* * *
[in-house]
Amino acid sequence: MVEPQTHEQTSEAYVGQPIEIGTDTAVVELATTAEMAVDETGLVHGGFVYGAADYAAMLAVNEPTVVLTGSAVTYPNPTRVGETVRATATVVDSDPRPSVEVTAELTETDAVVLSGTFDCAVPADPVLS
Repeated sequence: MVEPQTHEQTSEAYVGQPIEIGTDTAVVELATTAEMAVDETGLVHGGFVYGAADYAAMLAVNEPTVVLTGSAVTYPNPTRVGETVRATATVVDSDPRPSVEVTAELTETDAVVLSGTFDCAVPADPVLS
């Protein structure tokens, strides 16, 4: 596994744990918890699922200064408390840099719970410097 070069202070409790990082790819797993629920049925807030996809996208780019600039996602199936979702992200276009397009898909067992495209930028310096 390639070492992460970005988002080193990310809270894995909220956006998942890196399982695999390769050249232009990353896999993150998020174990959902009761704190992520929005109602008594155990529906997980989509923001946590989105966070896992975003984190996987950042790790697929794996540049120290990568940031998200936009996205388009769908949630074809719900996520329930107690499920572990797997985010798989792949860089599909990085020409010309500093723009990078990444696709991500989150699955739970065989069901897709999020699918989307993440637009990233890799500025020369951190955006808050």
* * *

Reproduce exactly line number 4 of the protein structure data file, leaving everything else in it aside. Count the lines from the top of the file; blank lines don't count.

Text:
């Protein structure tokens, strides 16, 4: 596994744990918890699922200064408390840099719970410097 070069202070409790990082790819797993629920049925807030996809996208780019600039996602199936979702992200276009397009898909067992495209930028310096 390639070492992460970005988002080193990310809270894995909220956006998942890196399982695999390769050249232009990353896999993150998020174990959902009761704190992520929005109602008594155990529906997980989509923001946590989105966070896992975003984190996987950042790790697929794996540049120290990568940031998200936009996205388009769908949630074809719900996520329930107690499920572990797997985010798989792949860089599909990085020409010309500093723009990078990444696709991500989150699955739970065989069901897709999020699918989307993440637009990233890799500025020369951190955006808050």